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On the banks of the River Oise, about 35km northwest of Paris, AUVERS makes an attractive rural excursion. It's the place where Van Gogh spent the last two months of his life, in a frenzy of painting activity, producing more canvases than the days of his stay. The church at Auvers, the portrait of Dr Gachet, black crows flapping across a wheat field – many of Van Gogh's best-known works belong to this period. He died in his brother's arms, after an incompetent attempt to shoot himself, in the tiny attic room he rented in the Auberge Ravoux. The auberge still stands, repaired and renovated, on the main street. A visit to Van Gogh's room (mid-Dec to mid-March daily 10am–6pm; €5) is movingly modest, and there's a short video about his time in Auvers.

The Musée de l'Absinthe (June–Sept Wed–Sun 11am–6pm; Oct, Nov & March–May Sat & Sun 11am–6pm; €4.50) is devoted to the cloudy aniseed-flavoured liqueur, banned in France since 1915, that was said to enhance creativity and was Van Gogh's favourite drink. Inside the museum, there's a mock-up of a typical bar of the era, along with the various implements – glasses, holed spoons – associated with the ritual of drinking it. You can't try the stuff on the spot, but the shop is allowed to sell various brands in sealed bottles, and they even have a few miniatures. It's as potent as they say.

At the entrance to the village is the handsome but undistinguished Château d'Auvers, which offers a technological tour of the world the Impressionists inhabited (Tues–Sun: April–Sept 10.30am–7.30pm; Oct–March 10.30am–6pm;; €10). As you wander through the various rooms mocked-up as cafés, period trains and so on, with cinema-style projections and special effects, an audiohelmet relays evocative music and a commentary. If you really want to conjure the Impressionists' world, however, simply take a walk through the old part of the village, past the church and the red lane into the famous wheat field and up the hill to the cemetery where, against the far left wall in a humble ivy-covered grave, the Van Gogh brothers lie side by side.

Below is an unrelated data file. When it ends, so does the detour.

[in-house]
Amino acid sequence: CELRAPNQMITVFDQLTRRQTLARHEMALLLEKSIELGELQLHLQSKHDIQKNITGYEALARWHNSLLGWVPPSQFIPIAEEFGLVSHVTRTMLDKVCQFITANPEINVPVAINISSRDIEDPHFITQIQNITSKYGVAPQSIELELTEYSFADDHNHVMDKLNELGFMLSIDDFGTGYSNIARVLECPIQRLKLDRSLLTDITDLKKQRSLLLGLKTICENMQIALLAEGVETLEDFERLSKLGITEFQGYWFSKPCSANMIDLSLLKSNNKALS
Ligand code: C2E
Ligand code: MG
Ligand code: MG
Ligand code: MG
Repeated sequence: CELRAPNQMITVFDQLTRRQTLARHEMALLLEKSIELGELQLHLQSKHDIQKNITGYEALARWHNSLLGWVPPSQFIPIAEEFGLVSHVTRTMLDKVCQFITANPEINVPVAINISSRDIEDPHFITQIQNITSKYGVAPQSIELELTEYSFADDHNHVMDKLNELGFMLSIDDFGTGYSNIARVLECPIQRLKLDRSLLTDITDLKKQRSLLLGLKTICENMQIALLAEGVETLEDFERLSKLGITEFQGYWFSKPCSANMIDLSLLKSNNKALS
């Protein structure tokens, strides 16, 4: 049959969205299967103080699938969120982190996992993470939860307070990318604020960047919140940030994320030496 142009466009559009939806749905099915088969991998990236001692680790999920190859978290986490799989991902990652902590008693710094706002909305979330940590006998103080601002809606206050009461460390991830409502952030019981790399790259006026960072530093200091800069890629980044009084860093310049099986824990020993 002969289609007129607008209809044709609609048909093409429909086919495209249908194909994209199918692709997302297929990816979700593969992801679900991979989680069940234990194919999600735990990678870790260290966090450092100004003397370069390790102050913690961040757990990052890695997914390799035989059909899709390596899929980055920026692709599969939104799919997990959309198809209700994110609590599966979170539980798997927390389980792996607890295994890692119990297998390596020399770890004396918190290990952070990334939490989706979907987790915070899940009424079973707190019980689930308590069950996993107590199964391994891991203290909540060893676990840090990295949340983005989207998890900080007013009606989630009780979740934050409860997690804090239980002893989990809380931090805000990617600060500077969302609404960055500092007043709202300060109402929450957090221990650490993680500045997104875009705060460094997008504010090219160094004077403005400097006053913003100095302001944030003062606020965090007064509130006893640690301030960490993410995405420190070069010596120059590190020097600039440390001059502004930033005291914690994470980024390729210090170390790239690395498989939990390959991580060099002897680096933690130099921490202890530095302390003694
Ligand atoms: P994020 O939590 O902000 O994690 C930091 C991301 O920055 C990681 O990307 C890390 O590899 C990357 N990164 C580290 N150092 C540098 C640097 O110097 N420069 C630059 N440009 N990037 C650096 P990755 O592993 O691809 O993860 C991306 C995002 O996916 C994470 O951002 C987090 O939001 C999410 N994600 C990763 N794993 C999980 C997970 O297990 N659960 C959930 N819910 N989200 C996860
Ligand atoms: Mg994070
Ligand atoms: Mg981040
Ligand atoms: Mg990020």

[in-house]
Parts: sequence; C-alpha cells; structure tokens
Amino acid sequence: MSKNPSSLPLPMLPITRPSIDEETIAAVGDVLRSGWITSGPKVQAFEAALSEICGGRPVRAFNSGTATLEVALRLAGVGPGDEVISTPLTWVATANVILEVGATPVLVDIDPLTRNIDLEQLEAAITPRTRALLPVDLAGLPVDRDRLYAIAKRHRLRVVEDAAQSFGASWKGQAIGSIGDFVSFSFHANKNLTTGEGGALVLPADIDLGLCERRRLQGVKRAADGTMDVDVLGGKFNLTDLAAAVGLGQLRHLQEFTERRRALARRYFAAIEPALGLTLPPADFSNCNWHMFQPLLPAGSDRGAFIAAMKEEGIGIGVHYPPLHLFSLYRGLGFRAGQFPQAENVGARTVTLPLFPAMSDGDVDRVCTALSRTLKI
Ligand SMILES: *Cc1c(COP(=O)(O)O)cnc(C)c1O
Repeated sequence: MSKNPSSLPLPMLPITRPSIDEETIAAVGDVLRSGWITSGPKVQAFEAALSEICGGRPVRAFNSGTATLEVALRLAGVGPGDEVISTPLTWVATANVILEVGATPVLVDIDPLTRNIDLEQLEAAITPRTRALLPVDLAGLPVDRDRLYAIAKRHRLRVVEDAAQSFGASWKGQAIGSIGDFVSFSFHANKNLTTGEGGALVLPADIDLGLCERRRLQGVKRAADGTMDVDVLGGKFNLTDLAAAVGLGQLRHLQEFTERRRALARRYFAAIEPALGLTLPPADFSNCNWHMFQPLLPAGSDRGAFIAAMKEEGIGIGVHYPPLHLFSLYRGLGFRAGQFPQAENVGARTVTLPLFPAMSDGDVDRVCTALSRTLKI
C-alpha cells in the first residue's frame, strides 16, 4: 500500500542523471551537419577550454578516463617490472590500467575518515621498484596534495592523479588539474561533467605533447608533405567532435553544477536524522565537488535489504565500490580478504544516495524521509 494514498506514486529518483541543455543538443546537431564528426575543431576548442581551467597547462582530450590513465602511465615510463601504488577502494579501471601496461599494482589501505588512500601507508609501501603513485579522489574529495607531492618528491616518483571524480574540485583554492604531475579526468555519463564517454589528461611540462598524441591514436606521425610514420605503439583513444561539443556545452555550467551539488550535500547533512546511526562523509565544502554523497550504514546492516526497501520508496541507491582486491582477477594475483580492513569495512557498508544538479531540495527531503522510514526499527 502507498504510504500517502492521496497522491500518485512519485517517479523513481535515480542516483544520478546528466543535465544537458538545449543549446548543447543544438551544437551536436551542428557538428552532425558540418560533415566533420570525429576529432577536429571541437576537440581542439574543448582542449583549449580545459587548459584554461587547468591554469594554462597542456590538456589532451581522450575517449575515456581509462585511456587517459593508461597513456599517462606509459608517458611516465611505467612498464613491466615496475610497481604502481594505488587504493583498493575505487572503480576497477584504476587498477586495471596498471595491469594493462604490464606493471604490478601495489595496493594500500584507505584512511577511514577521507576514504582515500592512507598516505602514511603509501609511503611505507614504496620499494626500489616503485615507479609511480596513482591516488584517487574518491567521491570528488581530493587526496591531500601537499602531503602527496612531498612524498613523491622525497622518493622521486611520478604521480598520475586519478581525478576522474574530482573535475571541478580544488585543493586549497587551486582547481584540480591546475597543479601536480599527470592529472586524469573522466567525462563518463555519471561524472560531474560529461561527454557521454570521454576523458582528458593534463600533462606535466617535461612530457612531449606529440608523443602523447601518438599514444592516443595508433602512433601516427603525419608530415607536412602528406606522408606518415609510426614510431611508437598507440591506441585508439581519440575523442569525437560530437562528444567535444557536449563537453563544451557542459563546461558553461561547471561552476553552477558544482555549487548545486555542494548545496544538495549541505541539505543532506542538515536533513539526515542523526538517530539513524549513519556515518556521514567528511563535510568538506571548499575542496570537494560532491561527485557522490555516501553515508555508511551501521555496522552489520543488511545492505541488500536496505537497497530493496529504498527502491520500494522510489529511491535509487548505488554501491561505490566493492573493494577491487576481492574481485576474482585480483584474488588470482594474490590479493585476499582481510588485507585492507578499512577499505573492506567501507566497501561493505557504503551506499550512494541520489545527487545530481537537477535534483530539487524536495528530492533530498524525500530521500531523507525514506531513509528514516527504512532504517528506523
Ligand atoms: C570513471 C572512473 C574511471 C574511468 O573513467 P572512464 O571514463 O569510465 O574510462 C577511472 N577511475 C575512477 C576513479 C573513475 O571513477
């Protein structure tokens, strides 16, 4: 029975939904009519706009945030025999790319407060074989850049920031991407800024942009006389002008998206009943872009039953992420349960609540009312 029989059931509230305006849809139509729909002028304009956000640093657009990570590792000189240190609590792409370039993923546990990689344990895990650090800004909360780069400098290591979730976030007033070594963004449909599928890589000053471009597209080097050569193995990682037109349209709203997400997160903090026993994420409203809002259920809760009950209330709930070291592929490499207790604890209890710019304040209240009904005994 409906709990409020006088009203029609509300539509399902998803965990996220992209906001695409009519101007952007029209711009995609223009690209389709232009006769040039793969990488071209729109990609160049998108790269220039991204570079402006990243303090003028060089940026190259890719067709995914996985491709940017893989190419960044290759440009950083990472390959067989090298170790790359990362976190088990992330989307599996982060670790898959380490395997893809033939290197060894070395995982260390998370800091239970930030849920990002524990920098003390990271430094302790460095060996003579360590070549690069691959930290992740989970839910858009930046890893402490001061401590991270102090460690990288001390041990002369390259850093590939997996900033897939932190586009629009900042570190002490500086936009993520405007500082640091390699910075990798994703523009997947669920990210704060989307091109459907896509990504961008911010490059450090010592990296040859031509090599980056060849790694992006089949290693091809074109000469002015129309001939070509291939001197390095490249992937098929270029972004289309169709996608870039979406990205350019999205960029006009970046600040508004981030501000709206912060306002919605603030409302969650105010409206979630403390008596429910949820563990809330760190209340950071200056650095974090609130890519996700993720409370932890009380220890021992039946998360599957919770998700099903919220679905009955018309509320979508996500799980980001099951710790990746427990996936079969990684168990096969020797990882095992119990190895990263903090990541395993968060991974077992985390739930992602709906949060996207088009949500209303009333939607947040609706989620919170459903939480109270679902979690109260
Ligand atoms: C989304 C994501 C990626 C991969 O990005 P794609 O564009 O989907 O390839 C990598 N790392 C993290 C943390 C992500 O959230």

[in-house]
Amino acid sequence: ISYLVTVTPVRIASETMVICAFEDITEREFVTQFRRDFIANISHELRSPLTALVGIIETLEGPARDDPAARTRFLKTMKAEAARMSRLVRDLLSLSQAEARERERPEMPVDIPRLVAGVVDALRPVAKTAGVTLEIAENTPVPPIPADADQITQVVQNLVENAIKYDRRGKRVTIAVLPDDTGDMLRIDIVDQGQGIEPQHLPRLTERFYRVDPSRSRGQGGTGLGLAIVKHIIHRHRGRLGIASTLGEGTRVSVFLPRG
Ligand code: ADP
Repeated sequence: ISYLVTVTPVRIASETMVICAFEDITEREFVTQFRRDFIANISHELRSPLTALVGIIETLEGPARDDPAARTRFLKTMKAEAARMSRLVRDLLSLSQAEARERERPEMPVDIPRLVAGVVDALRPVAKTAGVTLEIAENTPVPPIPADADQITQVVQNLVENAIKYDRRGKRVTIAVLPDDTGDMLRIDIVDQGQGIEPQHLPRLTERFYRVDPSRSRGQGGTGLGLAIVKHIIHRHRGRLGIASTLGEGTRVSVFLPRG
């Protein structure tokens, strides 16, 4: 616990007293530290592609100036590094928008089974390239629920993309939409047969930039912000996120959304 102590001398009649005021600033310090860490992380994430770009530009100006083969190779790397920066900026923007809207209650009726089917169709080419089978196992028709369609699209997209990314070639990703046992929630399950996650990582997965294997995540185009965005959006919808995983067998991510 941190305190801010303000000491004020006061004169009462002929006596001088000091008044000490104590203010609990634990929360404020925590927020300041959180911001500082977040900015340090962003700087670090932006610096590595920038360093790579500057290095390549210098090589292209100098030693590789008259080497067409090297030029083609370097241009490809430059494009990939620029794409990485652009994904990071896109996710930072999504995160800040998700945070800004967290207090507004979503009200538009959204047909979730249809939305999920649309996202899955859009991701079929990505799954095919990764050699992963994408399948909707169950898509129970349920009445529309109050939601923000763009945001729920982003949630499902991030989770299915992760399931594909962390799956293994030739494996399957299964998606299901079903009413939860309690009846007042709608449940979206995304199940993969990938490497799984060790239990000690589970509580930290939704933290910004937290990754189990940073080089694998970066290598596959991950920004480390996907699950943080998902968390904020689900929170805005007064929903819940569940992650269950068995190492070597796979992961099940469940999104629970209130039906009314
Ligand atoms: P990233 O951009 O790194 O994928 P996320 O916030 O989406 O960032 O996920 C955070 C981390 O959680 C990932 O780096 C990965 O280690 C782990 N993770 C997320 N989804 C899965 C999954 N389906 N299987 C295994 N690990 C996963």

Auvers boasts further artistic connections – most notably with Van Gogh's predecessor Daubigny, a contemporary of Corot and Daumier. A small museum (Wed–Sun: March–Oct 2–6pm, Nov–Feb 2–5pm; €3.50), dedicated to him and his art, can be visited above the tourist office. His studio-house (April–Oct Tues–Sun 2–6.30pm; €4.50), built to his own requirements, can also be visited at 61 rue Daubigny. From here, Daubigny would go off for weeks at a time, in his boat, to paint, hence the boat sitting in the garden which is, in fact, a replica of a smaller boat once owned by Monet.

To reach Auvers by road, take the autoroute A15 towards Cergy-Pontoise, the exit for Saint-Ouen-L'Aumône, then turn off on the D928 to Auvers-sur-Oise. Trains depart from Gare du Nord or Gare St-Lazare, changing at Pontoise. For something to eat, try the Hostellerie du Nord and the Auberge Ravoux, both of which can provide an excellent lunch for around €20.

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